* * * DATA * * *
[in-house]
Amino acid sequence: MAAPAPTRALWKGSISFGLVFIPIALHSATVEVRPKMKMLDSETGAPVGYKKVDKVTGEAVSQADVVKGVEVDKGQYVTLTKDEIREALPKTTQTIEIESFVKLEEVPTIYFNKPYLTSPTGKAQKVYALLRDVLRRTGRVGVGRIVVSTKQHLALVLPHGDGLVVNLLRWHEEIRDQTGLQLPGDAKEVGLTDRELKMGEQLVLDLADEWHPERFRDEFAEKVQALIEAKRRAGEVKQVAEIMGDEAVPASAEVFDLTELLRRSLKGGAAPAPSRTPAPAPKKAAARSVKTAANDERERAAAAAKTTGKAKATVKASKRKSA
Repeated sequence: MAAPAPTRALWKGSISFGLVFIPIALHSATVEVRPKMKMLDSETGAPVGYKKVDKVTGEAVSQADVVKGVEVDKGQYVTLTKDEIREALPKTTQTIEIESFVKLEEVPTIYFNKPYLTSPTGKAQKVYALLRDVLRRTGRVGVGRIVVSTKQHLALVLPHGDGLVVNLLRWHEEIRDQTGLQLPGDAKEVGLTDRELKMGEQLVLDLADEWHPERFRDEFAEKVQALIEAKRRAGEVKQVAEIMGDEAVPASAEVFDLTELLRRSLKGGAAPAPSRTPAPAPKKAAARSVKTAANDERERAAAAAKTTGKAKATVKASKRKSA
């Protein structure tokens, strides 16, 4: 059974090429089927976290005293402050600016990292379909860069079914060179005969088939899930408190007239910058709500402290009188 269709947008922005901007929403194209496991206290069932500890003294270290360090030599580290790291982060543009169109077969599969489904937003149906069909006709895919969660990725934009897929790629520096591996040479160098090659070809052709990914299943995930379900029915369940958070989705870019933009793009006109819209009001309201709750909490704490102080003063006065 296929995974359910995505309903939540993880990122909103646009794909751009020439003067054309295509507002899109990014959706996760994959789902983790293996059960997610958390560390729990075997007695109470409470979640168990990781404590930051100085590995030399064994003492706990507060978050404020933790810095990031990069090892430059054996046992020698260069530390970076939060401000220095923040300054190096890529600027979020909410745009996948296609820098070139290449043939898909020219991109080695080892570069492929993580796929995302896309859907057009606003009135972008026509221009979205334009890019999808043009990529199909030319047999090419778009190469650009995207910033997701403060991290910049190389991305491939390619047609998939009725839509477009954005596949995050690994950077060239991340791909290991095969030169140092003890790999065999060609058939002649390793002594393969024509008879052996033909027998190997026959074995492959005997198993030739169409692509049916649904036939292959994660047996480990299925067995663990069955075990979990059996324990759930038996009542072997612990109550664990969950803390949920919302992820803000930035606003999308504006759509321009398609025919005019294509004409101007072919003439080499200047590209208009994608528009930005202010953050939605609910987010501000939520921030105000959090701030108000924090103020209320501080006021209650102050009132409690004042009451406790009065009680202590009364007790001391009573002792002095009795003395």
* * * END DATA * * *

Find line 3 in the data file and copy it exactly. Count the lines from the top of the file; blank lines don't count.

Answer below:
Repeated sequence: MAAPAPTRALWKGSISFGLVFIPIALHSATVEVRPKMKMLDSETGAPVGYKKVDKVTGEAVSQADVVKGVEVDKGQYVTLTKDEIREALPKTTQTIEIESFVKLEEVPTIYFNKPYLTSPTGKAQKVYALLRDVLRRTGRVGVGRIVVSTKQHLALVLPHGDGLVVNLLRWHEEIRDQTGLQLPGDAKEVGLTDRELKMGEQLVLDLADEWHPERFRDEFAEKVQALIEAKRRAGEVKQVAEIMGDEAVPASAEVFDLTELLRRSLKGGAAPAPSRTPAPAPKKAAARSVKTAANDERERAAAAAKTTGKAKATVKASKRKSA